This year, the amazing Alexa JC created a group chat called “Winning Women” which has so far served as a hub for several women such as myself and Gabrielle to come together and discuss absolutely WHATEVER! That’s where I met Gabrielle and she certainly has a bright future ahead of her. So here’s the next episode of #TheFutureIsFemale.
(LJS) Hey Gabrielle! I’m happy you’re taking part in this! How are you?
(GI) Hey Laila! I’m great and you?
(LJS) I’m great thanks! What does being a 21st century woman mean to you?
(GI) Being a twenty first century woman is being the type of woman that transcends time, trends and expectations. A woman holds on to her values but respects the various views of others, someone who understands that living to your full potential can mean various things to different people and does not judge others for taking what we have deemed as the ‘stereotypical’ path for women. A 21st century woman is strong, independent but knows that at some point in life help is needed. She can be vulnerable without losing her inner strength – and she strives for equity for both sexes.
(LJS) I love that – “the type of woman that transcends time, trends and expectations”. What barriers have you faced as a woman today?
(GI) I think the biggest barrier for me was growing up and being viewed as being more ‘masculine’. It was really hard on my self-esteem and quite frustrating. I hate the fact that women (and men) are judged for excelling in activities that society has categoriZed as belonging to the other gender. Who made this unspoken rule that as a girl i couldn’t have a muscular body? Or a deeper voice than other girls? Who created this ‘blue for boys’ and ‘pink for girls’ ideology that deprives people from following and achieving their dreams? That was my biggest problem – it was that I was at first underestimated because I was female, and then when I surpassed all expectations it became a problem – as though I couldn’t be a girl and do so well at ‘boy’s’ activities.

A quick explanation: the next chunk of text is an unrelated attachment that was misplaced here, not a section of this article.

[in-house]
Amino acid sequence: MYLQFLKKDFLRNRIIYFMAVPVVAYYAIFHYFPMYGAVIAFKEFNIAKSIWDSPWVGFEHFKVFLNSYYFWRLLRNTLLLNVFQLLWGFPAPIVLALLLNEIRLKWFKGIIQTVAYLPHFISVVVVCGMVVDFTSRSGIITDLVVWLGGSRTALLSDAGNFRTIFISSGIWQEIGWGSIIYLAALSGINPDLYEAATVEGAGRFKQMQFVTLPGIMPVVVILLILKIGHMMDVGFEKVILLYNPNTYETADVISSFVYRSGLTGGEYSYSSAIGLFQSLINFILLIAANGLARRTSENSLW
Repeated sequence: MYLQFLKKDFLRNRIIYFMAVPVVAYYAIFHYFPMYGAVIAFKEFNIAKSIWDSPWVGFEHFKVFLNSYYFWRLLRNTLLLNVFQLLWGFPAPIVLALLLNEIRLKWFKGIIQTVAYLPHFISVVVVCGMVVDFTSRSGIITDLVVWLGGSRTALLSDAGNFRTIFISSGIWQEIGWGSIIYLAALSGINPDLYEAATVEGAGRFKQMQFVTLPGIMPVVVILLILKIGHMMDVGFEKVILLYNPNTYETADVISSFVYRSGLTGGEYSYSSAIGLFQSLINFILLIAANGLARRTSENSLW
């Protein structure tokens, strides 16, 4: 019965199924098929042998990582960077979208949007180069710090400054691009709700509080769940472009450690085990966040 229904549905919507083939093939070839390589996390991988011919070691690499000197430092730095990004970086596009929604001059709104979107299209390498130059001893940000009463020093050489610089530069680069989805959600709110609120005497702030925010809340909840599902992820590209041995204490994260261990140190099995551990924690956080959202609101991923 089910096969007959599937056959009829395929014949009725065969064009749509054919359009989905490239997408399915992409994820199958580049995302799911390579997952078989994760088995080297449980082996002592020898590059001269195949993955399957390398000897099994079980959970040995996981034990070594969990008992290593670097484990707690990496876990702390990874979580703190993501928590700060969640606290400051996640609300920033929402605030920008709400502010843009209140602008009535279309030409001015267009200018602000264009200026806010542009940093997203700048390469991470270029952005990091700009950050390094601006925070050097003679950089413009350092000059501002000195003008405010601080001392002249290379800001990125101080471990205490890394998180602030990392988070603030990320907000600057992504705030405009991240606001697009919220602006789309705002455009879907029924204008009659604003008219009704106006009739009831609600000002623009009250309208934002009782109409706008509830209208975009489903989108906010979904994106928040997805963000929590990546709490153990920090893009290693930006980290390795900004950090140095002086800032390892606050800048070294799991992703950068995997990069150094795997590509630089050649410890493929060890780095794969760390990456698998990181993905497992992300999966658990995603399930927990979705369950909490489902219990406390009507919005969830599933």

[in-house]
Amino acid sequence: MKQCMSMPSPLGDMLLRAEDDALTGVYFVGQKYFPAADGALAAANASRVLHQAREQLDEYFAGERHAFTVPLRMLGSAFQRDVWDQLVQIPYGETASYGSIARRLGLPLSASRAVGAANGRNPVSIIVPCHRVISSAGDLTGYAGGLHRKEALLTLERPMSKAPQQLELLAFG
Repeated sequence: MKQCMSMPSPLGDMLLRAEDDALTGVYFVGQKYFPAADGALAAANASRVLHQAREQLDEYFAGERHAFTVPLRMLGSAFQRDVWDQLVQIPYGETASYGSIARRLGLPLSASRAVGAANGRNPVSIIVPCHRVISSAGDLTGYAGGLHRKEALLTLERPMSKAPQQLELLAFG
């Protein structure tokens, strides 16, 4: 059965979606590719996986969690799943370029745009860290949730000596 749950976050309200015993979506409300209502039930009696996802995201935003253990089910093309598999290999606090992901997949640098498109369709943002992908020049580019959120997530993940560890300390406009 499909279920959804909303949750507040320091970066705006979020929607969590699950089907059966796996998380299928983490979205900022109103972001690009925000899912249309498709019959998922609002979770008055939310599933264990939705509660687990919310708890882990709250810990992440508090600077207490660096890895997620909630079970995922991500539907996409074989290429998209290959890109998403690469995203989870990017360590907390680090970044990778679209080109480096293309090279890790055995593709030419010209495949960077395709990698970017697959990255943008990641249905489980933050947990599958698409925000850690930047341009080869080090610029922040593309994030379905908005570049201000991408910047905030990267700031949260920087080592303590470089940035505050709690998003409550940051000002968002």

(LJS) I completely agree. Especially at a young age, being judged is the greatest knock to ones self esteem. Do you recognize yourself as a feminist? If so, what type of feminist are you?
(GI) If a feminist is someone who believes that men and women are intellectually and socially equals, someone who is willing to stand up against the oppression of women by anybody (men or women), then yes, I am a feminist. If being a feminist means that I believe men are scum, or that female societal issues are more important than male societal issues; which by default undermines the mental, physical, verbal and emotional abuse/maltreatment of men, then no I’m not a feminist. If being feminist means that I refuse to acknowledge certain important biological differences between men and women then I an not a feminist. Feminism is a beautiful and vital societal movement that supports both sexes by saying that we are equivalents. I identify as a feminist because I believe that men and women are equal – we are different, but equal all the same.
(LJS) I think the greatest problem that we have today is the fact that people have abused the definition of feminism. Your first definition was absolutely accurate for a general view of feminism. When did you first recognize the fact that gender inequality exists?